El Coto Blanco, Rioja, Spain

El Coto Crianza, Rioja, Spain                                                                              

Melini Chianti Riserva DOC, Tuscany, Italy

Hewitson Sauvignon Blanc, Adelaide, Australia    

Cavicchioli 1928 Prosecco, Veneto, Italy

La Linda Malbec, Mendoza, Argentina

Wines from Allan S. Goodman, Inc.:                      

Chateau Ste Michelle Chardonnay, WA

Motto Zinfandel, California

Questions: friendsmth@yahoo.com or 617-905-1912

Tickets are $35;  advance purchase by JUNE 15 required. No tickets will be sold at the door.

To purchase tickets click here. Deadline: June 15, 2017!

 

 

Saturday, June 17, 9 a.m. to 3 p.m.


Day-Long Writing Workshop: Using Our Voice for Others with Susanne Davis

 

Howells in the News: Howells and Rice Public Library in Kittery, Maine

From http://www.seacoastonline.com/articles/20131104-NEWS-311040315

KITTERY, Maine — This Tuesday will mark the 125th anniversary of Rice Public Library as Kittery’s longstanding literary institution — a bastion of knowledge and information.

But, for a time, Kittery was also home to another literary institution, whose influence extended far beyond the southernmost tip of Maine — the eminent author, editor and critic William Dean Howells. Today, the periodicals room on the ground floor of the Rice building — known as the Kay Howells Room — serves as a link between the library and the famous writer’s family.

Howells was truly a giant of American letters as the 19th century evolved into the 20th, to the extent that to this day the nationwide William Dean Howells Society is devoted to advancing his scholarship. Every five years the American Academy of Arts and Letters bestows the William Dean Howells Medal upon what it considers the most distinguished novel published during that span.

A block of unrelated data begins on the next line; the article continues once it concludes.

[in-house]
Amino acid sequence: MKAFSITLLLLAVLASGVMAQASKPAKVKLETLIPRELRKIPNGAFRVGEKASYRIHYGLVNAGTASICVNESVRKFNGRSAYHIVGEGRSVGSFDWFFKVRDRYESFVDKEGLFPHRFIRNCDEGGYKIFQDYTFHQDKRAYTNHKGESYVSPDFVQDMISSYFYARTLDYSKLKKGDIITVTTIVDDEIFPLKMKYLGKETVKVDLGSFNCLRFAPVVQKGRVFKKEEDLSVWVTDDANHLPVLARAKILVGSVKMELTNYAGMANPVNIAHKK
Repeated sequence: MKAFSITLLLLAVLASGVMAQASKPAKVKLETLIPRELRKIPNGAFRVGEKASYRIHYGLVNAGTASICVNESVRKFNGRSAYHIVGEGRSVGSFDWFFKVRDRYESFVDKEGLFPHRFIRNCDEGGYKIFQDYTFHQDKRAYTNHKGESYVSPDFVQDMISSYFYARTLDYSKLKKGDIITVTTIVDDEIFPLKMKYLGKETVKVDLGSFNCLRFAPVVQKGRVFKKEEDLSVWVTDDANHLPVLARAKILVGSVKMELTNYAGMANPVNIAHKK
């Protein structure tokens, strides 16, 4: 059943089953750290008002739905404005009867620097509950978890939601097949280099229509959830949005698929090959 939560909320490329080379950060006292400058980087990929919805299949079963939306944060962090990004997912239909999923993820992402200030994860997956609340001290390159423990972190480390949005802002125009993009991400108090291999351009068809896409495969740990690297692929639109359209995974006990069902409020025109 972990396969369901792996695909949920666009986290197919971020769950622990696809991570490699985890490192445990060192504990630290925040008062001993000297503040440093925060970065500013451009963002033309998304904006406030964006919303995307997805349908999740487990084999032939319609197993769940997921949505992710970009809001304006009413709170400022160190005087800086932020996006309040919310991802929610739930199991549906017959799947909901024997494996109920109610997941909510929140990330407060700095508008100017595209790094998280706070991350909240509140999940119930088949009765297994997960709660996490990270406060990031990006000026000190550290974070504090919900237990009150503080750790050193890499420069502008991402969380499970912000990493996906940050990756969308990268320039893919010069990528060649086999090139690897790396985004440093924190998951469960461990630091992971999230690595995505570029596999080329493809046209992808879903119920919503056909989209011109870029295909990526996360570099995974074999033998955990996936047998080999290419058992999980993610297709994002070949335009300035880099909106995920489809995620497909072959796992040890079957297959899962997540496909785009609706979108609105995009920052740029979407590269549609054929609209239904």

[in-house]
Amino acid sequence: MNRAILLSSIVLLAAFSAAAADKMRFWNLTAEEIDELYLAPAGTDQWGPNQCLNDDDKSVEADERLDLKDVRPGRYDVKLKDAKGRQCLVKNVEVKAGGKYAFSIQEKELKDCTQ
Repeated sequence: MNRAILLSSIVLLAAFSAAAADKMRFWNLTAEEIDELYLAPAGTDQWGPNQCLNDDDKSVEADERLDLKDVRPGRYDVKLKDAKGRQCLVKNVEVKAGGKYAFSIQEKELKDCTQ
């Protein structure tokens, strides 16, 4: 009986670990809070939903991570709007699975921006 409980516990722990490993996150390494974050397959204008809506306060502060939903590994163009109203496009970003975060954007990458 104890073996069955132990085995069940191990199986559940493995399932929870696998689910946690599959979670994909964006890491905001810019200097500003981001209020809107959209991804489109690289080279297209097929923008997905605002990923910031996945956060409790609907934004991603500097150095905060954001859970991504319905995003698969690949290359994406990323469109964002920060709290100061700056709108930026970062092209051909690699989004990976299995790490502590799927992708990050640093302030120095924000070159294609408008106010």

Howells published more than 30 novels and volumes of poetry during his career, including his most notable book “The Rise of Silas Lapham” and the charming short story “Christmas Every Day.”

Howells is best known as perhaps the leading advocate of realism in literature; his reign as editor of the then-powerful Atlantic Monthly; and as critic and champion of other great writers of his day, especially his good friend Mark Twain.

Howells purchased a summer home in Kittery Point in 1902, after he’d already been proclaimed “the dean of American letters.” He referred to the Pepperrell Road house as his “rugged little nest on the Maine coast” and entertained friends like Twain and Henry James there.

“If it could be managed, I should like to spend the rest of my winters at Florence or Rome, and my summers at Kittery Point,” he wrote to his sister in 1903. [read more at the link above] 

Howells in the News: Twain and Howells at The Atlantic

http://www.theatlantic.com/national/archive/2013/07/new-from-the-atlantic-books-em-the-mark-twain-collection-em/277795/

Excerpt:

Each of Twain’s stories for the magazine was encouraged and improved by Howells, who became Twain’s most useful public champion and his most trusted editor–a relationship that the Twain biographer Ben Tarnoff explores in his introduction to the collection. “[Howells] didn’t simply make Twain a better writer; he also explained Twain’s significance to the wider world,” Tarnoff writes. “He elevated the author of The Innocents Abroad from a popular entertainer to a transformative literary figure–into the “Lincoln of our literature,” as Howells called him.”

Writing to Howells in 1874, while the two were editing Old Times on the Mississippi for the magazineTwain described a burden he felt of being known merely as a humorist. He bemoaned the expectations of an audience that simply wanted him to “stand on his head every fifteen minutes.” Writing forThe Atlantic, he told his friend, offered him a new relationship with readers and a new way to feel about his work. “It is the only audience that I sit down before in perfect serenity,” he wrote.